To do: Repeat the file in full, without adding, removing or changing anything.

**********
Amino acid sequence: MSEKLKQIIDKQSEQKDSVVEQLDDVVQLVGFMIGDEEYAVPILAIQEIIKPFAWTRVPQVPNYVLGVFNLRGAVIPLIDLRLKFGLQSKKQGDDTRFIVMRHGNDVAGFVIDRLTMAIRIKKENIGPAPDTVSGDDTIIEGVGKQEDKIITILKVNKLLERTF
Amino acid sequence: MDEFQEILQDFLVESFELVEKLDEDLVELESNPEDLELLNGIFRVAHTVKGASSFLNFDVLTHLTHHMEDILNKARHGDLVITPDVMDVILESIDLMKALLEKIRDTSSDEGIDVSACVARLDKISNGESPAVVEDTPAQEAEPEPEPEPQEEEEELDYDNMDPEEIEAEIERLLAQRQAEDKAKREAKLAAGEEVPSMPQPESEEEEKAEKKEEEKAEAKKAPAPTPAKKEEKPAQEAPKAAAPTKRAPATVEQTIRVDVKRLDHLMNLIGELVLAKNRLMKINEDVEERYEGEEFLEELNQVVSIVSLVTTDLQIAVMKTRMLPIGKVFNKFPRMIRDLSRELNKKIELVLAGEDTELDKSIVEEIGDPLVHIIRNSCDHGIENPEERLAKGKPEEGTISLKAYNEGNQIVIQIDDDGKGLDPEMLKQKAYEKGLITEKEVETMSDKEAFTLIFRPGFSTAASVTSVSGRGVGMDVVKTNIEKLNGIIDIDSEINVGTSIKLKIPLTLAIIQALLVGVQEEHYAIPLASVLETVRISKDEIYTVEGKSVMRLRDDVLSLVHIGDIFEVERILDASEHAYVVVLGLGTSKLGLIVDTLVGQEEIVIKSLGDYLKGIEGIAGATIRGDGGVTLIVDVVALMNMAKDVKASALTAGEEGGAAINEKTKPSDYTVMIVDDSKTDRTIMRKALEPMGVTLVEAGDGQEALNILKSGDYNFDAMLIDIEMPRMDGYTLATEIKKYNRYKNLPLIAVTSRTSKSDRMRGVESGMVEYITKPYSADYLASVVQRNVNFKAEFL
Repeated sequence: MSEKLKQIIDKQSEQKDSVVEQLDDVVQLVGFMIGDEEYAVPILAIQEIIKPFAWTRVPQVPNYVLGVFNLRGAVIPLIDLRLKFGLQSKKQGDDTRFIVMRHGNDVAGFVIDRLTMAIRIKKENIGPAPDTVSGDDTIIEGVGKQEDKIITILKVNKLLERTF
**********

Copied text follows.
Amino acid sequence: MSEKLKQIIDKQSEQKDSVVEQLDDVVQLVGFMIGDEEYAVPILAIQEIIKPFAWTRVPQVPNYVLGVFNLRGAVIPLIDLRLKFGLQSKKQGDDTRFIVMRHGNDVAGFVIDRLTMAIRIKKENIGPAPDTVSGDDTIIEGVGKQEDKIITILKVNKLLERTF
Amino acid sequence: MDEFQEILQDFLVESFELVEKLDEDLVELESNPEDLELLNGIFRVAHTVKGASSFLNFDVLTHLTHHMEDILNKARHGDLVITPDVMDVILESIDLMKALLEKIRDTSSDEGIDVSACVARLDKISNGESPAVVEDTPAQEAEPEPEPEPQEEEEELDYDNMDPEEIEAEIERLLAQRQAEDKAKREAKLAAGEEVPSMPQPESEEEEKAEKKEEEKAEAKKAPAPTPAKKEEKPAQEAPKAAAPTKRAPATVEQTIRVDVKRLDHLMNLIGELVLAKNRLMKINEDVEERYEGEEFLEELNQVVSIVSLVTTDLQIAVMKTRMLPIGKVFNKFPRMIRDLSRELNKKIELVLAGEDTELDKSIVEEIGDPLVHIIRNSCDHGIENPEERLAKGKPEEGTISLKAYNEGNQIVIQIDDDGKGLDPEMLKQKAYEKGLITEKEVETMSDKEAFTLIFRPGFSTAASVTSVSGRGVGMDVVKTNIEKLNGIIDIDSEINVGTSIKLKIPLTLAIIQALLVGVQEEHYAIPLASVLETVRISKDEIYTVEGKSVMRLRDDVLSLVHIGDIFEVERILDASEHAYVVVLGLGTSKLGLIVDTLVGQEEIVIKSLGDYLKGIEGIAGATIRGDGGVTLIVDVVALMNMAKDVKASALTAGEEGGAAINEKTKPSDYTVMIVDDSKTDRTIMRKALEPMGVTLVEAGDGQEALNILKSGDYNFDAMLIDIEMPRMDGYTLATEIKKYNRYKNLPLIAVTSRTSKSDRMRGVESGMVEYITKPYSADYLASVVQRNVNFKAEFL
Repeated sequence: MSEKLKQIIDKQSEQKDSVVEQLDDVVQLVGFMIGDEEYAVPILAIQEIIKPFAWTRVPQVPNYVLGVFNLRGAVIPLIDLRLKFGLQSKKQGDDTRFIVMRHGNDVAGFVIDRLTMAIRIKKENIGPAPDTVSGDDTIIEGVGKQEDKIITILKVNKLLERTF